Established in Oslo, Norway in 1971,
EMS Ship Supply is a division of Eitzen Maritime Services (EMS), a company that has existed since 1883 and has grown and diversified over the course of time, spawning various divisions, each aimed at different parts of the maritime industry. Providing marine and offshore supplies, marine equipment, spare parts and services to vessels of all types and sizes, EMS Ship Supply has spent the last decade experiencing a rapid expansion process, one that has been achieved through both organic growth and acquisitions: “Some ten years ago EMS began the process of acquiring other ship supply companies whose activities were then consolidated under one general ship supply brand,” explains Hans-Henrik Pedersen, managing director of EMS Ship Supply, Netherlands.
The most recent of these acquisitions was in 2008 when EMS purchased Seven Seas Ship Chandlers in Dubai, the largest ship supply company in the world: “A major player with a strong brand known throughout the shipping community, Seven Seas is a large entity which today acts as EMS Ship Supply’s main stock distribution hub,” Hans-Henrik continues. “This positions the company as one of the two largest ship suppliers in terms of volume with more than 20 branches in Europe, Middle East, Africa, Asia, South America and the US.
“Further to these branches the company also boasts an extensive network of franchisees situated in a vast number of ports in all four corners of the globe. Their role is to provide EMS backed services to vessels entering port; a task that will often be initiated by the shipping companies by liaising with EMS as the single point of contact. These franchise agreements provide a number of mutual benefits for both EMS and the franchisee. For EMS Ship Supply it allows the company to increase its presence in the market and the franchisee gets valuable access to EMS’s supply chain giving it a competitive advantage in that particular local market through lower purchase costs.”
As a forward thinking company, EMS Ship Supply is constantly looking to develop new business methods and tools that bring added value and better overall service to its customers. Internally the company has spent the better part of the second half of 2011 preparing to switch to a barcode system of recording orders in all of its main warehouses: “The switch from a manual paper-based system will allow the company to enhance the efficiency of its whole operation,” Hans-Henrik states. “What it will also achieve is a reduction in entry errors, which will give the whole process from initial order placement to delivery a increased level of transparency.
“Externally EMS Ship Supply has also recently launched the first version of its own online web shop. Working in much the same way as other online shopping websites, it offers ship operators not only a complete inventory of every item available in the company’s warehouses, but also specific local selections. So, as an example, a vessel owner or operator heading to Singapore can access the web shop and get an onscreen display of all the items that are needed, the price and the lead-in time that ensures the delivery can be made on time.”
This web based system is clearly something the company has great plans for and it will only become more of a prominent tool as it is perfected: “The system is little more than two months old so there are still small creases to be ironed out and adjustments to be made. One issue that recently needed to be dealt with was the ability to utilise the system when a vessel is in an area with no internet access. The answer was to create a downloadable version of the web shop that allows the service to be used while offline. With this piece of software an order can be drafted and is then sent once in range of a wireless signal,” Hans-Henrik says. “The ship supply industry does, admittedly, in some places have a reputation for being old fashioned and primitive. For this reason it is important that EMS Ship Supply plays a leading role in driving innovation with the creation of new solutions.”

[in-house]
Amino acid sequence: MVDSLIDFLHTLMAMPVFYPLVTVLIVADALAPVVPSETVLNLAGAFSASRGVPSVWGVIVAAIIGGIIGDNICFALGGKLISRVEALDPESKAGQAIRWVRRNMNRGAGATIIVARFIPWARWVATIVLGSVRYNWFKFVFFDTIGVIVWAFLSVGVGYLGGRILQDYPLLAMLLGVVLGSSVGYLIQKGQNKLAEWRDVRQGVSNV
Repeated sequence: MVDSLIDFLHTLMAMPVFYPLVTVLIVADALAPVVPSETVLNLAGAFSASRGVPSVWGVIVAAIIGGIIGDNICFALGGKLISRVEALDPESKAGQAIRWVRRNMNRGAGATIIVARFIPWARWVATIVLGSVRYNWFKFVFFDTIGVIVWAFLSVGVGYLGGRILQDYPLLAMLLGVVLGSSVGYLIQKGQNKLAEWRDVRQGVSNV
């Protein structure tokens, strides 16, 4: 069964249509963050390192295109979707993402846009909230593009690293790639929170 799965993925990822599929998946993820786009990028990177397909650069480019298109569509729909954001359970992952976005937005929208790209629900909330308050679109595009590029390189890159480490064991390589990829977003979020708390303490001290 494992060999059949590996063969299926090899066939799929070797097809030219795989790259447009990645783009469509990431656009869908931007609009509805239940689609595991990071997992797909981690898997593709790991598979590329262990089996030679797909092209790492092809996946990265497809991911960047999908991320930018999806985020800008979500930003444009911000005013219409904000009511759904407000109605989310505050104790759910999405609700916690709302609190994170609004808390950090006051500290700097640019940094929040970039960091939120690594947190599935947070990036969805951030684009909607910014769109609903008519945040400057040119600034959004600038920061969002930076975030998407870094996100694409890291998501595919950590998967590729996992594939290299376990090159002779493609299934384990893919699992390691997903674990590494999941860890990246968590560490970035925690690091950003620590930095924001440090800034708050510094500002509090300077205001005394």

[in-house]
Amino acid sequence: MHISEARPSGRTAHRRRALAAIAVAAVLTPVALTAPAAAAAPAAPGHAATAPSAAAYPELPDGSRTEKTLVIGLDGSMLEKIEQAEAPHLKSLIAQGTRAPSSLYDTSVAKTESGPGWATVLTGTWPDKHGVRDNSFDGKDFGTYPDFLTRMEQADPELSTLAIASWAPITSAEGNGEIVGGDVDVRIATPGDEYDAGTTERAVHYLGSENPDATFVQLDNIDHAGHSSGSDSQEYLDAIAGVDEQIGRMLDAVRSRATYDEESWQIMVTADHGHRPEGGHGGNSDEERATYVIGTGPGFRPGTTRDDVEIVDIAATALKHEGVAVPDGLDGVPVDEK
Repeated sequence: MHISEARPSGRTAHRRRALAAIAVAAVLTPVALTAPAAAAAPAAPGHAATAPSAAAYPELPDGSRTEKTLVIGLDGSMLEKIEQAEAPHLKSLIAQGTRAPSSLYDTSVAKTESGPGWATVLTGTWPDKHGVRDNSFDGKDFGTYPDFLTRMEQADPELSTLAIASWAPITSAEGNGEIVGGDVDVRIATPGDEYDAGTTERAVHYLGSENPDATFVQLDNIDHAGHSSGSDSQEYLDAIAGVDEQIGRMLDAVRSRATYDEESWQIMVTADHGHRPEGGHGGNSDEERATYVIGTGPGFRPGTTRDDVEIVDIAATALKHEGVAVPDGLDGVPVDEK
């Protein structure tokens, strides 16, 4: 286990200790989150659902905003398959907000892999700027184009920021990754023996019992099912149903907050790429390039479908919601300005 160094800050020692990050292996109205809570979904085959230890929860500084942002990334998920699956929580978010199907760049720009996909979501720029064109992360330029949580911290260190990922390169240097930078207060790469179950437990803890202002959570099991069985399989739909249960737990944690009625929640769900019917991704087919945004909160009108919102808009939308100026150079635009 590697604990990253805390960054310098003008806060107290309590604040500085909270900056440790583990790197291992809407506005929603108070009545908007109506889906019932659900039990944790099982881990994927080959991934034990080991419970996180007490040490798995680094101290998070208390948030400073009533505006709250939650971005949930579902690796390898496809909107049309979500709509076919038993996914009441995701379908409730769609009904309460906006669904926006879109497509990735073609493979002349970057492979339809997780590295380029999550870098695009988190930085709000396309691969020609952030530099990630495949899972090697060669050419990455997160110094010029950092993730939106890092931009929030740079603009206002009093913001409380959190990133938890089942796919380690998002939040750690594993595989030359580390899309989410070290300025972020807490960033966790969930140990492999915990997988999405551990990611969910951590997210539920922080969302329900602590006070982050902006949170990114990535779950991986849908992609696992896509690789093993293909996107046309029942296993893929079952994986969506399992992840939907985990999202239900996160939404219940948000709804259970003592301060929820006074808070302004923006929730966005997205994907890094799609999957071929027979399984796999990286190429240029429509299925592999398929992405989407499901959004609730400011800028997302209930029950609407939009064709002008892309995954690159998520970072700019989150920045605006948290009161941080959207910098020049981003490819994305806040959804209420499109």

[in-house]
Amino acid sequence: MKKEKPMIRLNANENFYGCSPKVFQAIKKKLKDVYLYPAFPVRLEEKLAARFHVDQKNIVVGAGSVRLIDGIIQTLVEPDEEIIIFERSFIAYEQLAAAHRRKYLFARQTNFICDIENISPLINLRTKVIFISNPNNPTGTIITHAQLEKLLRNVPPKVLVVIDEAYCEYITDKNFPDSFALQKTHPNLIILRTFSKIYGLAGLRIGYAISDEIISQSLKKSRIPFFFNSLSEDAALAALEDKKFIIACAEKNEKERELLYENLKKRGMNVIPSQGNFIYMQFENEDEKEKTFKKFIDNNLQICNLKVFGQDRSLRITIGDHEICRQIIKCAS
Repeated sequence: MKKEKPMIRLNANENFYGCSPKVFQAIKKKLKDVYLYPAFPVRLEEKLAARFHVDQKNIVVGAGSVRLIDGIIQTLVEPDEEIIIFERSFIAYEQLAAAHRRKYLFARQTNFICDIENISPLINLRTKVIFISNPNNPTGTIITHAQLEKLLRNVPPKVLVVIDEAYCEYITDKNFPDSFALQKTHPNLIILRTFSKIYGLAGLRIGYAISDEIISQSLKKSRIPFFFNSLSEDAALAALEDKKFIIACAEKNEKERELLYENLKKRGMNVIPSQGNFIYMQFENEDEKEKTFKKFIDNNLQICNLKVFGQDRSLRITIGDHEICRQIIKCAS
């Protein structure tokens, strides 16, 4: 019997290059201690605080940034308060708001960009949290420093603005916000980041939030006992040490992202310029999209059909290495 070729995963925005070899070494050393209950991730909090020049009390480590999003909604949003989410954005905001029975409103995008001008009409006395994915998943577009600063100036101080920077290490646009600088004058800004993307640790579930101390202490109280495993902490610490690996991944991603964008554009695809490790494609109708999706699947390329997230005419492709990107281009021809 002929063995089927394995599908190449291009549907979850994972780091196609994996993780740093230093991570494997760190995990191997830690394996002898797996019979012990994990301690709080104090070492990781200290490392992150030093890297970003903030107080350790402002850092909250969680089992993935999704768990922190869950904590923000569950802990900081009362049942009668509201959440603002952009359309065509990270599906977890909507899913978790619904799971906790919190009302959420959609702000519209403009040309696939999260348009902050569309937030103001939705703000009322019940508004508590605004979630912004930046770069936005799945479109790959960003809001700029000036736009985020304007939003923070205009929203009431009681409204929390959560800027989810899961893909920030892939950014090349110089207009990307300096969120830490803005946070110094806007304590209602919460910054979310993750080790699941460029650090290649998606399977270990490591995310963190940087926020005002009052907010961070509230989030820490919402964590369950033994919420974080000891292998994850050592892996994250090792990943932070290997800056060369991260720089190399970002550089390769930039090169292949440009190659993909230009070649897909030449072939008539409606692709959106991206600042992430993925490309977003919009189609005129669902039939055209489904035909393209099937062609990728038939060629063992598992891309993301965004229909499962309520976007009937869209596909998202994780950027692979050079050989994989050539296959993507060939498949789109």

The last several years have been a time of substantial growth for EMS Ship Supply as a whole in terms of activity with the company currently experiencing an increase in orders compared to 2010. Though this growth is not evenly spread, general ship supply orders have fallen in some areas due to the fact that fewer ships have been calling into port since the financial crisis took hold, those regions and sectors that are buoyant, the offshore market off the coast of America, Africa and Europe, as well as military sector in the Middle East, have helped give EMS Ship Supply considerable optimism for the future.
This feeling of optimism can be sensed when Hans-Henrik goes on to discuss the company’s plans for the years ahead: “Arguably the highest priority is for EMS Ship Supply to continue to grow as a global entity, through both acquisitions and organic growth. Despite being physically present in nearly all of the major marine hubs around the world, there are several emerging markets where the company would like to either increase the presence it already has through franchises or enter for the first time. Certain examples of these locations would be Brazil and Venezuela, where offshore projects are on the rise, and China, where as yet EMS Ship Supply has made no major inroads.
“Aside from its core business of supplying stock items, EMS Ship Supply will also look to further develop its other activities, namely its cargo hold cleaning products brand and its ability to supply complete logistical support when it comes to the delivery of spare parts and machine components. Developing these added value services is just as important to EMS Ship Supply as increasing its traditional activities and will play just as big of a role in helping the company grow into an even more dominant force in the ship supply industry.”